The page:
A recent District of Columbia federal district court case, Bell v. BUILDERS, Dist. Ct., Dist. Col. (2013), gives a helpful overview of the concept of Assumption of Risk as it relates to personal injury claims.
Construction had begun in February of 2009, and plaintiff elected to remain in her house during the construction. One morning in May of 2009, the plaintiff went down stairs in order to investigate a loud sound she had heard. She turned on the lights and walked through her kitchen to look out the sliding glass door into her backyard. Seeing several possums in the backyard, she decided to retrieve her camera from the living room to take some pictures. When she returned with her camera and opened the sliding glass door, she leaned out to take a picture of the animals, when her left ankle became twisted up in the drop cloth on the floor, causing her to fall out the door, and to suffer, “severe, painful, and permanent injuries.”
The plaintiff’s lawsuit stemmed from her assertion that by covering her kitchen floor with a drop cloth, the defendant construction company created a “dangerous and defective condition” that caused her to slip and fall and sustain her injuries. The defendants motioned for summary judgment, asserting the defenses of contributory negligence and assumption of the risk.
In the District of Columbia, a successful assumption of the risk claim bars recovery in a negligence action.
The analysis regarding whether the plaintiff assumed the risk, whether the risk was reasonable or unreasonable, requires that: (1) the plaintiff had knowledge of the danger; and (2) the plaintiff voluntarily exposed herself to that known danger.
To establish the first element, the court must find that the plaintiff had a full comprehension and appreciation of the danger. Merely being “simply aware” of the risk is insufficient to meet this standard.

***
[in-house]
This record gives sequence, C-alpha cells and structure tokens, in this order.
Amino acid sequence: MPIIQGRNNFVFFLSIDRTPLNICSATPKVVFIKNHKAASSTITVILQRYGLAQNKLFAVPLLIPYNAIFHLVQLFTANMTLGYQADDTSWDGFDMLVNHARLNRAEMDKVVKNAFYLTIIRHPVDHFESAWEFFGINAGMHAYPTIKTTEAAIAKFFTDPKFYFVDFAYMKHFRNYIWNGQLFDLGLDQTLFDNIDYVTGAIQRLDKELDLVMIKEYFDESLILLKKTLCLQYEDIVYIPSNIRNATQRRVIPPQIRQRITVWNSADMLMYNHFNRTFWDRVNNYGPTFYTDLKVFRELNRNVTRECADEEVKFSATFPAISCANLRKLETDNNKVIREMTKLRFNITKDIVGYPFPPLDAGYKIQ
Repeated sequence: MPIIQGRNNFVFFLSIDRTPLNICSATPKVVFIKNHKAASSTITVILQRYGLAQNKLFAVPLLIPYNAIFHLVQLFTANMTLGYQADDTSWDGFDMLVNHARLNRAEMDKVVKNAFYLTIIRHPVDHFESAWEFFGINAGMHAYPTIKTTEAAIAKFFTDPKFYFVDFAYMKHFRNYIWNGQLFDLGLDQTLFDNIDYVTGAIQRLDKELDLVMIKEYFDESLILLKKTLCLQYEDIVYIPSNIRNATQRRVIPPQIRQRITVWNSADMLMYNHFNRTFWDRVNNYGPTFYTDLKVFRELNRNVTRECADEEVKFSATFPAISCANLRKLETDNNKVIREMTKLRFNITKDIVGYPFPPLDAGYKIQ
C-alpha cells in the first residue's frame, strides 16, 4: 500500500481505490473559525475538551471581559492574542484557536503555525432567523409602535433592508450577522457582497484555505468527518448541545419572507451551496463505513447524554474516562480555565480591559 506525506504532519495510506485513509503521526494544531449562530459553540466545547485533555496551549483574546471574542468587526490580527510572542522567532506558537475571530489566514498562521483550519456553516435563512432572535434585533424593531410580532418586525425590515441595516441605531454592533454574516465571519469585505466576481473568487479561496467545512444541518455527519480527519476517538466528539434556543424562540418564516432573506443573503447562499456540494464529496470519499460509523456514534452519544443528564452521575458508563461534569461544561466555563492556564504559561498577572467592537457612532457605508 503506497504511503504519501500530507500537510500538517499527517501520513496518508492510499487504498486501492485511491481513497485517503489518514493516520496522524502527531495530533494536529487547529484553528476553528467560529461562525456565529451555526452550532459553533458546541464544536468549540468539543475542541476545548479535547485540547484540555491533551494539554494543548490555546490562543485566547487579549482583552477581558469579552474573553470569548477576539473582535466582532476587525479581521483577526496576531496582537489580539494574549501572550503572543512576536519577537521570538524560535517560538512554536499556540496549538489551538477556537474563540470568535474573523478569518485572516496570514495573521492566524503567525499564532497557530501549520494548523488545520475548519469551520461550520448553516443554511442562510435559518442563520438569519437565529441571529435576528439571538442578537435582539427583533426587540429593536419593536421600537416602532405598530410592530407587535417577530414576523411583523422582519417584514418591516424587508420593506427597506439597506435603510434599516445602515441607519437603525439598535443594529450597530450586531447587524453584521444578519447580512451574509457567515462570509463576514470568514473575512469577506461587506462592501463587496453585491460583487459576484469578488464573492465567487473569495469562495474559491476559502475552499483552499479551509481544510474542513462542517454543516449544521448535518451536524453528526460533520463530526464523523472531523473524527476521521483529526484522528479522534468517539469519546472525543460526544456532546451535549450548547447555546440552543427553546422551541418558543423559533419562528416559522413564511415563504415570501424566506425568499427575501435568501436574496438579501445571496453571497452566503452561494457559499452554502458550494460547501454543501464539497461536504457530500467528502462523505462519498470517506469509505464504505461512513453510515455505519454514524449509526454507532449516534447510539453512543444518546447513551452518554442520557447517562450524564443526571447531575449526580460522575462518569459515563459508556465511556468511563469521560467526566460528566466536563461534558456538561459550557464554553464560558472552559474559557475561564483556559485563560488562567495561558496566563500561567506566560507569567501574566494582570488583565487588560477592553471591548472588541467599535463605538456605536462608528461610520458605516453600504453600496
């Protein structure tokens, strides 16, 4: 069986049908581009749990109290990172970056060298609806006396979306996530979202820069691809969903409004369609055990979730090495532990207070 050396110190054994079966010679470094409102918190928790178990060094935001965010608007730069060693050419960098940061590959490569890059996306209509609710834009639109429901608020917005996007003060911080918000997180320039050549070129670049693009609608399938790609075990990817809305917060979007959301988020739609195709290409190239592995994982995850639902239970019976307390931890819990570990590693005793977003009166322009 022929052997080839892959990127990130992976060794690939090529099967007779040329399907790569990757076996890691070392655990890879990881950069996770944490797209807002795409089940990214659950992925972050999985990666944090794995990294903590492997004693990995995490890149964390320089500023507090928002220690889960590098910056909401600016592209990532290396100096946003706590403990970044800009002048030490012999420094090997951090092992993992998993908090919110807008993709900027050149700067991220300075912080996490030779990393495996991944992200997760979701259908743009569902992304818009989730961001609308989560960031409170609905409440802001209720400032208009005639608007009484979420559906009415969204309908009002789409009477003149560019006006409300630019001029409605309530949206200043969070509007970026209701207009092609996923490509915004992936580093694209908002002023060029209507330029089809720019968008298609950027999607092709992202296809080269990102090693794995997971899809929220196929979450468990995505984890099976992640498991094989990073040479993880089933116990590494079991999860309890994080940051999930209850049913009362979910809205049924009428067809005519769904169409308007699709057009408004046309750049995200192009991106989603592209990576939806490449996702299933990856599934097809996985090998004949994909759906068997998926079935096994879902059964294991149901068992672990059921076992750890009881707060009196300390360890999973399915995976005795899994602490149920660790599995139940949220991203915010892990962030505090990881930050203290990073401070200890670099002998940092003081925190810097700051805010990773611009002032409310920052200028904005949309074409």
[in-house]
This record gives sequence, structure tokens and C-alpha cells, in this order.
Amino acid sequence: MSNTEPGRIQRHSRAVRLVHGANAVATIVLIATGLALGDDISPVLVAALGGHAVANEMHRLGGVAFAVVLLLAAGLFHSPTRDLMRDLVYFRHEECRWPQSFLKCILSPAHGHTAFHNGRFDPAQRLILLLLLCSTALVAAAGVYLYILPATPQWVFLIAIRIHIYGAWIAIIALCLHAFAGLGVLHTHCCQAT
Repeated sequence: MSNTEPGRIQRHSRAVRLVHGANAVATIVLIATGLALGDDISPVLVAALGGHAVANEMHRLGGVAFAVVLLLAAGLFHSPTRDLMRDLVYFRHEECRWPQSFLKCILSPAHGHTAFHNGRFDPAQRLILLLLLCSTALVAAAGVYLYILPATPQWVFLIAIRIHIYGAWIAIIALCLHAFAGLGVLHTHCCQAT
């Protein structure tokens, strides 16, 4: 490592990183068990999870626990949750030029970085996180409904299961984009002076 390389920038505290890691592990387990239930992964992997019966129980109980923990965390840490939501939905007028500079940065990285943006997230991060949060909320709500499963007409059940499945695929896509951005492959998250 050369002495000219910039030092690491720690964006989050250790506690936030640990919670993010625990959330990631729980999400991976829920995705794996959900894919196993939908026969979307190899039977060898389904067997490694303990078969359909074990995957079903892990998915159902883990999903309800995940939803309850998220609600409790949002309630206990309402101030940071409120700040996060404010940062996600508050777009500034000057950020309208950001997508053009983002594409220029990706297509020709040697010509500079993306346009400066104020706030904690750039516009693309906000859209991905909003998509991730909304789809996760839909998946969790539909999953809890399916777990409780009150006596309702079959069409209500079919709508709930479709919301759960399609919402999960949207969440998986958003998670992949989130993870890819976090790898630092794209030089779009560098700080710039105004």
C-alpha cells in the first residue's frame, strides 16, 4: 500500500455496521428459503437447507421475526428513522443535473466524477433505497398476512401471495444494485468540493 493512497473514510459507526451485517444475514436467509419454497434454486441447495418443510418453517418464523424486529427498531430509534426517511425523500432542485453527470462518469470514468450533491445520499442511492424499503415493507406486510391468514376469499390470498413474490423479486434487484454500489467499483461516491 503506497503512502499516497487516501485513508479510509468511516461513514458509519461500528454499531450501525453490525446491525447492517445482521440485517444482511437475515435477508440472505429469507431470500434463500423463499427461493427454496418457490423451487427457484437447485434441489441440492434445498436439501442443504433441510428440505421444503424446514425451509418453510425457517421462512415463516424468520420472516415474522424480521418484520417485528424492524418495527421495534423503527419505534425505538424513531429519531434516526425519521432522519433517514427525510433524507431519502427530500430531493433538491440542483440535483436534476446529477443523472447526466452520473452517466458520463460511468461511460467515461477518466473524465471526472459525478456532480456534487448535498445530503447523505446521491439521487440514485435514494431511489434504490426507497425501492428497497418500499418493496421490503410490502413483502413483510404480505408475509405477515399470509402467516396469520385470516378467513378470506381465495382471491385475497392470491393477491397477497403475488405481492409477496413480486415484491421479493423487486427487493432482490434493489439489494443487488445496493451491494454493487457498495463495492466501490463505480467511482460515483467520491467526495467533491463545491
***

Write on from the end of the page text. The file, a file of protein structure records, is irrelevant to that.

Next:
In this case, the court discussed, the plaintiff knew that the drop cloths had been in place in her kitchen for several days. Further, she appreciated their potential danger, as she referred to them as “tripping hazards” in court pleadings.
Regarding whether she had a full appreciation of the risk, the court looked to the relevant standard which looks to age and mental capacity, and found that the plaintiff was of the age and experience that she could appreciate the risk.
As to the second factor, the court found that the plaintiff’s decision to walk through the area, not once, but twice, met the voluntary aspect of the exposure.
Therefore, the defendant’s motion for summary judgment was granted, effectively ending the plaintiff’s personal injury lawsuit.
If you or a loved one has sustained a personal injury as a result of someone else’s negligence in Maryland or Washington D.C., consult the experienced negligence attorneys at Lebowitz & Mzhen, LLC. Our Maryland personal injury accident attorneys have extensive experience in helping victims who have suffered as a result of someone else’s negligence recover the damages to which they are entitled. Contact us today in order to schedule your free initial consultation. You can reach us through our website, or by calling 1-800-654-1949.
More Blog Posts:
U.S. Court of Appeals Decision Affirms Necessity of Certification in Medical Malpractice Claims, Maryland Accident Law Blog, published December 3, 2013
D.C. Court of Appeals Upholds Jury Decision for Consumer in Baseball Mask Product’s Liability Case, Maryland Accident Law Blog, published November 25, 2013